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The Lord Mayor, China & Brexit

November 1, 2016 3:05 PM
By Dr Yee Wah Foo and Cllr Tatyan Cheung

Co-Chair of Chinese Liberal Democrats Dr Yee Wah Foo and Cllr Tatyan Cheung report back on the APPCG meeting they had attended on 24 October at Portcullis House, chaired by Richard Graham MP on the Lord Mayor of London's recent visit to China:

The Lord Mayor had led a business delegation to HK, Beijing, Shanghai and Tianjin. The panel members were: Sir Tom Troubridge (CBBC), Stephen King (HSBC) and David Sayer (KPMG)

Chinese and UK flags

Lord Mayor:

President Xi's visit to London last year paved the way for good relations. This visit to China falls on the back of Theresa May's G20 talks with Chinese officials. Group was well received and although there is a frankness about the challenges ahead the Chinese want opportunities to do business. Confidence in HK and in China is good. Green finance is a major area for investment; was discussed in G20 talks and Chinese are showing leadership towards investing in UK expertise. Mostly China wants clarity about the Brexit future; they are concerned about visas and passport issues for their City workers.

Although the Hinkley issue has been resolved and there appear to be no ill feelings from the Chinese on that score, Lord Mayor perceived some concerns about the future. Finance, especially 'green finance' is the way forward - much discussed in China's 13th 5 year Plan. Discussions took place about 'green bonds' but there would need to be some standardization of what is 'green'. The vice president of the New Development Bank has been invited to London to promote business. London has invested much towards creating the right atmosphere and good relations. There are already several Chinese state banks operating in the UK; the City welcomes them with open arms, Brexit or not, and Lord Mayor is determined to keep dictum 'a new golden era' in Chinese-British relations.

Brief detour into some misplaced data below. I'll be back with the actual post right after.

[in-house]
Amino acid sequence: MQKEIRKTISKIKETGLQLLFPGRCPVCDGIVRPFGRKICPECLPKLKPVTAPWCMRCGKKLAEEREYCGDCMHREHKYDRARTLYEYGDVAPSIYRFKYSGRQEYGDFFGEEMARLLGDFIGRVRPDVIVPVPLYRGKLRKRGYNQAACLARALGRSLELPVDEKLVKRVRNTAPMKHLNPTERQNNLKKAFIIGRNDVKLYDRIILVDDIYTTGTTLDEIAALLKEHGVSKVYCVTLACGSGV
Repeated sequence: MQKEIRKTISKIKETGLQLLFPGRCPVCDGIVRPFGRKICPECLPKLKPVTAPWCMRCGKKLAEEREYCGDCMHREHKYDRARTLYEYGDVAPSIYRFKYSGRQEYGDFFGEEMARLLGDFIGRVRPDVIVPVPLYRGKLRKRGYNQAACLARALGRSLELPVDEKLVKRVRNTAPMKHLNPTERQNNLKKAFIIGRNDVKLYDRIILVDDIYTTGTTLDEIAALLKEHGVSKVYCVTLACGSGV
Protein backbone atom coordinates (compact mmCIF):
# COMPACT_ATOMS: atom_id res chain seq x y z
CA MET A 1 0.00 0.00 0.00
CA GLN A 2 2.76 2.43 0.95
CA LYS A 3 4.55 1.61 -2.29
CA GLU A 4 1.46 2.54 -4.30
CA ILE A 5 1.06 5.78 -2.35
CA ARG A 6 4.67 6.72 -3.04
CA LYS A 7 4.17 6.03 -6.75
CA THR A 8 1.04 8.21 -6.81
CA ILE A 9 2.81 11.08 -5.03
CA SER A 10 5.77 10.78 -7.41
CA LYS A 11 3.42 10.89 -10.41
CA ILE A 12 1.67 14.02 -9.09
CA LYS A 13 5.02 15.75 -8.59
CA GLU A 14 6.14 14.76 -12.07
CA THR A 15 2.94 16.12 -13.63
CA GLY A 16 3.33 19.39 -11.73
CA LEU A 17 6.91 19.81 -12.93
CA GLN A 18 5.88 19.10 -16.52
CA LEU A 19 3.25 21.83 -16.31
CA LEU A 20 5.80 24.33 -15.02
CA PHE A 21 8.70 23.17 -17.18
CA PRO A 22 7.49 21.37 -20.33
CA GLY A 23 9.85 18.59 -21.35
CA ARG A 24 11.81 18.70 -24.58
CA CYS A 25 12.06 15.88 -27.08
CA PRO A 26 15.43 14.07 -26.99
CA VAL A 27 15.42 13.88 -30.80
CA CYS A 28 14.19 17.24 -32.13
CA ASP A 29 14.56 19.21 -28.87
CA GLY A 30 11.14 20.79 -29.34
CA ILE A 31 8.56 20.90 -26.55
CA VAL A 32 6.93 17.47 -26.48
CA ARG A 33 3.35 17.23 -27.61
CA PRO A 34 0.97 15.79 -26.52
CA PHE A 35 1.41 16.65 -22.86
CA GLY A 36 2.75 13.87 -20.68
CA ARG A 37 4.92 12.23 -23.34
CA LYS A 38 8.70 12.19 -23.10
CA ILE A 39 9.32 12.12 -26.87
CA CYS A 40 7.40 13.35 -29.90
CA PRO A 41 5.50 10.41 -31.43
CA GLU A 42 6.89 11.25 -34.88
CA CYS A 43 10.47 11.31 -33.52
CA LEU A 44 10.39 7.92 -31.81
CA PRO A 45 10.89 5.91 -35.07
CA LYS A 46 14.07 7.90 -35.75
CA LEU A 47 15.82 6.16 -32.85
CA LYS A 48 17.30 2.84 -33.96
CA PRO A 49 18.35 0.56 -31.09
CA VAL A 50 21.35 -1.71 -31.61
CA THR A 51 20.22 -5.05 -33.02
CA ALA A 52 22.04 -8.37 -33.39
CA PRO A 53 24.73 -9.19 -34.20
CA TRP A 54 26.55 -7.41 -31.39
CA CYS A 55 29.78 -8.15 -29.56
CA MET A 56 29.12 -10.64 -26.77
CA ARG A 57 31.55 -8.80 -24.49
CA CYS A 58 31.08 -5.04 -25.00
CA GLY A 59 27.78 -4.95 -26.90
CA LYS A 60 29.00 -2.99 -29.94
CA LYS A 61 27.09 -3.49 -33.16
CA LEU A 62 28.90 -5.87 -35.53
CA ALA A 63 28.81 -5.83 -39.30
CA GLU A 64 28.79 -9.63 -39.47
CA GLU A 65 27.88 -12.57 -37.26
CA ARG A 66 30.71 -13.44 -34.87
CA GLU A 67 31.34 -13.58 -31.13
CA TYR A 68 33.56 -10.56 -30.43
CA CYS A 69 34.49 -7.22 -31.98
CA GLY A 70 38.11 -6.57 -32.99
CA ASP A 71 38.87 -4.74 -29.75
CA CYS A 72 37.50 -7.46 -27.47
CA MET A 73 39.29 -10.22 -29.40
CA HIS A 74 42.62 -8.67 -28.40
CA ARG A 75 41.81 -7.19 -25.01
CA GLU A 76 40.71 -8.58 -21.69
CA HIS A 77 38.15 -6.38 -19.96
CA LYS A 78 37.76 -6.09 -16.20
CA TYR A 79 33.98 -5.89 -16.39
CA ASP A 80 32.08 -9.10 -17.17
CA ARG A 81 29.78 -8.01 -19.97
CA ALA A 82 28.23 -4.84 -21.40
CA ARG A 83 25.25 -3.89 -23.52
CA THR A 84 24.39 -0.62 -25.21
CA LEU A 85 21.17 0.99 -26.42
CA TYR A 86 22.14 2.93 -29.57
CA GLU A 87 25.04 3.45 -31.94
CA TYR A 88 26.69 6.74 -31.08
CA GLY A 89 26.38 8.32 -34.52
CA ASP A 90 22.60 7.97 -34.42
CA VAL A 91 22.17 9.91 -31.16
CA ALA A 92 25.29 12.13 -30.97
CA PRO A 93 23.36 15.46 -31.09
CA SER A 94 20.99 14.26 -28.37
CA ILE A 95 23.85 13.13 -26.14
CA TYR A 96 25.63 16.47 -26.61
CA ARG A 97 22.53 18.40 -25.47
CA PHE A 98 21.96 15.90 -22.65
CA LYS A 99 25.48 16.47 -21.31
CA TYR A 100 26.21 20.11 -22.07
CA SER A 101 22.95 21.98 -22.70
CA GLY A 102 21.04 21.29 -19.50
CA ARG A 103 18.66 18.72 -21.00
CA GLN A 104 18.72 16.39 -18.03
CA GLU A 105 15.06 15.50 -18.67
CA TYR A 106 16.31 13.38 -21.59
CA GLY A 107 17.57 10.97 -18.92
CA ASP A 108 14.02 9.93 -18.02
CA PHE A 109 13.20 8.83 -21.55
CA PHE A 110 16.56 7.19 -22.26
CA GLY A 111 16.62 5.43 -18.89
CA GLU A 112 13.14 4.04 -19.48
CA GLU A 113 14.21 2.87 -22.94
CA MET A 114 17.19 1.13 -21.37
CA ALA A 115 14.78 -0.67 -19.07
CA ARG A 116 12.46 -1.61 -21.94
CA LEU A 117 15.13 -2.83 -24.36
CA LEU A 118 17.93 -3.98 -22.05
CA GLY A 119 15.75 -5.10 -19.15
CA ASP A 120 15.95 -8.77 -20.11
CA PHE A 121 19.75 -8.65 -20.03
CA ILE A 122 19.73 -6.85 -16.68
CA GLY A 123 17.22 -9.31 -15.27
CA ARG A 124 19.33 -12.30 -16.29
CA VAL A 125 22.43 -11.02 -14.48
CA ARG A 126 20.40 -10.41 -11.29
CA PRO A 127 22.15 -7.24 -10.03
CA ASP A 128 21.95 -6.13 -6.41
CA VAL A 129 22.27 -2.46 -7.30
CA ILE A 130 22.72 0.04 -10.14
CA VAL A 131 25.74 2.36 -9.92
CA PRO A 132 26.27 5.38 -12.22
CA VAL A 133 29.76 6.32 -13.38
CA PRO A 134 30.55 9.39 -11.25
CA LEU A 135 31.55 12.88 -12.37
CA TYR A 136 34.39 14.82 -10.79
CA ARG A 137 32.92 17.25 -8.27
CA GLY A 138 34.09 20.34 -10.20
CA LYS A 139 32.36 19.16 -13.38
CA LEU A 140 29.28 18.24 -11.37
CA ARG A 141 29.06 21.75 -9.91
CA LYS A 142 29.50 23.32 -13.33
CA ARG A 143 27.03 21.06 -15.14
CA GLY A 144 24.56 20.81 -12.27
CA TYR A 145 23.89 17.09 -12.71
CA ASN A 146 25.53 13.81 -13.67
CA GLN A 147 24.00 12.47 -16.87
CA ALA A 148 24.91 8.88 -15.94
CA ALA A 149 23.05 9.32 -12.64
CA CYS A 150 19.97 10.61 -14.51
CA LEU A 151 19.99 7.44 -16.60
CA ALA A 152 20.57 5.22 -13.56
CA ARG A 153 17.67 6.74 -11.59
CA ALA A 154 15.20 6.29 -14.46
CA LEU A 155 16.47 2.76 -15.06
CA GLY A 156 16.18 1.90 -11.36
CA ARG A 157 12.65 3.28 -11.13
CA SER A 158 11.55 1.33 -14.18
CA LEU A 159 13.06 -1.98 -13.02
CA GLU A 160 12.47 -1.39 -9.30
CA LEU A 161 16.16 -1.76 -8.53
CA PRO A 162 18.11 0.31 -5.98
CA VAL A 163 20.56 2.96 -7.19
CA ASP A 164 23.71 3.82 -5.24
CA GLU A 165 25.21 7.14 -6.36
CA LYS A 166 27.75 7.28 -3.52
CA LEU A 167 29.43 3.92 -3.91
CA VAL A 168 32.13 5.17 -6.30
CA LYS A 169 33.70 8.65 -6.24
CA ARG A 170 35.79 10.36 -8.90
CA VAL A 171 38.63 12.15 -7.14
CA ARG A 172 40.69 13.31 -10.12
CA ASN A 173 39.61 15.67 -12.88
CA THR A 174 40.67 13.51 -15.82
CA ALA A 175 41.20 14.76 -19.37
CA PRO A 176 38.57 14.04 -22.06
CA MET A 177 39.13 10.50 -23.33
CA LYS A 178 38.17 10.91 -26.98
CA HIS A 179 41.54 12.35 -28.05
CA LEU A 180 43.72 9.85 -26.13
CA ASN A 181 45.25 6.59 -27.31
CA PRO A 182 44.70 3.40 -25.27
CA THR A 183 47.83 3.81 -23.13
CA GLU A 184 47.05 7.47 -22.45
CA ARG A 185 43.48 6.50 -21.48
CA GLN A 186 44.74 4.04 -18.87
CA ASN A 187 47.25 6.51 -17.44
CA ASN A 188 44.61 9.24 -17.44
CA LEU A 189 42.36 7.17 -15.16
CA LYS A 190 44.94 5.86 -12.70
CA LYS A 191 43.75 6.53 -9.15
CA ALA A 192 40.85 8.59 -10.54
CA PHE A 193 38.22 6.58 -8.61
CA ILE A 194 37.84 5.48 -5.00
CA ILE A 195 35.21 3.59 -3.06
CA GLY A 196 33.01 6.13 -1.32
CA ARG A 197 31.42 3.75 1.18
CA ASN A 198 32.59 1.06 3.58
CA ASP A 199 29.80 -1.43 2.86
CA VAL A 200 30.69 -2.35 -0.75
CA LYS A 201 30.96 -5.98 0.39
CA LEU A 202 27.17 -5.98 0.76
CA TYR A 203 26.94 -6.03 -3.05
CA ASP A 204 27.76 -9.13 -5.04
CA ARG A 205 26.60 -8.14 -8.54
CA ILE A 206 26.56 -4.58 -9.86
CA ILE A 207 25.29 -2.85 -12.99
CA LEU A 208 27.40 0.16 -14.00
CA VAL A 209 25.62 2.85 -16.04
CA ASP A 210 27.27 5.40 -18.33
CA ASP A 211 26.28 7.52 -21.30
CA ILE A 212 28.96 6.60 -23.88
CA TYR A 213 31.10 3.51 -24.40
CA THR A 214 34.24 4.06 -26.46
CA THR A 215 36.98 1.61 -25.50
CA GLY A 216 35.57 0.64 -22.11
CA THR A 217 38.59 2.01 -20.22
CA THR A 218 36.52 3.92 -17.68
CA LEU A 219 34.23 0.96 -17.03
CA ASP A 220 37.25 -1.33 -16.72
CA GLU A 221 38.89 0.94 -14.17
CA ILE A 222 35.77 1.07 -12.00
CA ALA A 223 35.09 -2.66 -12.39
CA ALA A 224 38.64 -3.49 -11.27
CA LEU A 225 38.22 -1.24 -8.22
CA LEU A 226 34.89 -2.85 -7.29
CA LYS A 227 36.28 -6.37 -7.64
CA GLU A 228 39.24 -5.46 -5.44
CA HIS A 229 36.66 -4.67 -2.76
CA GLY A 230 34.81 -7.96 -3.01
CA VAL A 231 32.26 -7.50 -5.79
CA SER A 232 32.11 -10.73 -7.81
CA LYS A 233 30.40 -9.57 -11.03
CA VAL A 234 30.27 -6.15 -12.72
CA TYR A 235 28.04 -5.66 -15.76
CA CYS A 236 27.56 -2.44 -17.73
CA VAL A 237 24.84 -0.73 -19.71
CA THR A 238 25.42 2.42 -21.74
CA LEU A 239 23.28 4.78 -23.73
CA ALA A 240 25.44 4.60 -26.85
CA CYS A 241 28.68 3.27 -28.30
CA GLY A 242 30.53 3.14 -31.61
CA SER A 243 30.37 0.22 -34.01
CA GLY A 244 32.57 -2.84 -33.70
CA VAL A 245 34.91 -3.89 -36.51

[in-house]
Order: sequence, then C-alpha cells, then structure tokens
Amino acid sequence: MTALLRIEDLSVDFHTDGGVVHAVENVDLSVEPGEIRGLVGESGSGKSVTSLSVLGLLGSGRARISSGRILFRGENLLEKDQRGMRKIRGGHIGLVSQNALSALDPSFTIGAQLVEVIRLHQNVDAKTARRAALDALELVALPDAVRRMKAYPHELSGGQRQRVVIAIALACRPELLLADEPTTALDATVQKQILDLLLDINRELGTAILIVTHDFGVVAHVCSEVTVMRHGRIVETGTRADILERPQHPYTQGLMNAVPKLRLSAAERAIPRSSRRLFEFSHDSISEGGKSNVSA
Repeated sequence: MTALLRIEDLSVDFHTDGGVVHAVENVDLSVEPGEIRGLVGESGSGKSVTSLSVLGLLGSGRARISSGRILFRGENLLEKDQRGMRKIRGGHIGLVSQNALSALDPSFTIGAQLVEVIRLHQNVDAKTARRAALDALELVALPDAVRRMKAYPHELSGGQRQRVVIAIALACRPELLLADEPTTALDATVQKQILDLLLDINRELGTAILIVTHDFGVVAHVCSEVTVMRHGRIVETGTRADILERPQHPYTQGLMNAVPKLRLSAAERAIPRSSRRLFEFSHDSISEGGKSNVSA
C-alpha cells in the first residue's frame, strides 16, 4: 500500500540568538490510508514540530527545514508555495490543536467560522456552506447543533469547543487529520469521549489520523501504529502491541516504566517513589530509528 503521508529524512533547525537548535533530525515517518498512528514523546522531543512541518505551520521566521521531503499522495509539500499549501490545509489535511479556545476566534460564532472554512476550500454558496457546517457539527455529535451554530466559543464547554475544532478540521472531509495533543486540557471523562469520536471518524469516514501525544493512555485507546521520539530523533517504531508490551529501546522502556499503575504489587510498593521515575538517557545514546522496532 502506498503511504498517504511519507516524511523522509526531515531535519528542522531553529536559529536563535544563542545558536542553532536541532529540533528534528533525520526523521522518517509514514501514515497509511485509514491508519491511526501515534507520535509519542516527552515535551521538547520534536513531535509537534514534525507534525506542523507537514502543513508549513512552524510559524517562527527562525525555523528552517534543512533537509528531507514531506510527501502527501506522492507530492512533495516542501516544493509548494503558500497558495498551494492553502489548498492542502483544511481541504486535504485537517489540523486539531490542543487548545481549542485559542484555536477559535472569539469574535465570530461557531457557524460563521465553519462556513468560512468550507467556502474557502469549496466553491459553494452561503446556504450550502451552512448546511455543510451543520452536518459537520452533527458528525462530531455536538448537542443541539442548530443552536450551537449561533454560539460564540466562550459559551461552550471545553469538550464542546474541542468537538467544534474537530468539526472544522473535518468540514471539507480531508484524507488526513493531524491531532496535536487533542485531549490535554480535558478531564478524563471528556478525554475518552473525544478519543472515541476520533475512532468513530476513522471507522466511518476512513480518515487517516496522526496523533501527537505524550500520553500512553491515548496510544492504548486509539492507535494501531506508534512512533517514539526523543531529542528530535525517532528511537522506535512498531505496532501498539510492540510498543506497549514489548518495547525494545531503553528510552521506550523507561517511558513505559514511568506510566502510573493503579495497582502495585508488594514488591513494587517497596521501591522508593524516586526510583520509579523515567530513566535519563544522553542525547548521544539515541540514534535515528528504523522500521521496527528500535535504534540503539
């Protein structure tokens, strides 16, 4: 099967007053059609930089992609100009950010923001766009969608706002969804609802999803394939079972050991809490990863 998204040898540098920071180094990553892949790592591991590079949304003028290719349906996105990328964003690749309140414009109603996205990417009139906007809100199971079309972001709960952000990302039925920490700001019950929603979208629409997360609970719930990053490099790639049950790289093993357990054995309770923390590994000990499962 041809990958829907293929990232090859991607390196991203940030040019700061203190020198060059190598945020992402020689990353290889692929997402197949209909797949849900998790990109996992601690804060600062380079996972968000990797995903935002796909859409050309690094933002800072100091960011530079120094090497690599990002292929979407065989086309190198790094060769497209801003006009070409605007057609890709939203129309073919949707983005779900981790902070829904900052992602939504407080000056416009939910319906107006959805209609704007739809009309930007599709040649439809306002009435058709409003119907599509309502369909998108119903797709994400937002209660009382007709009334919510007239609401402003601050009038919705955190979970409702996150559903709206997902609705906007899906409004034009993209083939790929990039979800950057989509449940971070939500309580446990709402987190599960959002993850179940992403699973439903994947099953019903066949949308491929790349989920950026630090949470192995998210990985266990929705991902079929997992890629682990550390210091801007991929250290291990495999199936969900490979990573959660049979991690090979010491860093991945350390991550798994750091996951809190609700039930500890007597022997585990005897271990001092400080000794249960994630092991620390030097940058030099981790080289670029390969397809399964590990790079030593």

UK is China's chosen partner in Capital Markets, Fintech and Green Finance, and the Chinese are more interested in the opportunities rather than the challenges Brexit will bring. Already the largest offshore centre for the trading of the RMB with the 5 largest Chinese banks established branches in London along with many Chinese legal and professional companies. It is expected more of the same and business should grow. Not much new insight other than the emphasis the Chinese are really going Green.

The Lord Mayor was more muted about whether the Chinese investors relished this Brexit referendum as a golden hello handed to them by the British people.

Sir Tom Troubridge, VP of China -Britain Business Council

They have 15 offices in China, so intelligence is good. Xi's visit last year re-set the good relations so Brexit is not a game changer in his opinion.

In Shanghai there were 2-300 businesses lining up for opportunities in UK, so he is expecting a lot of visits.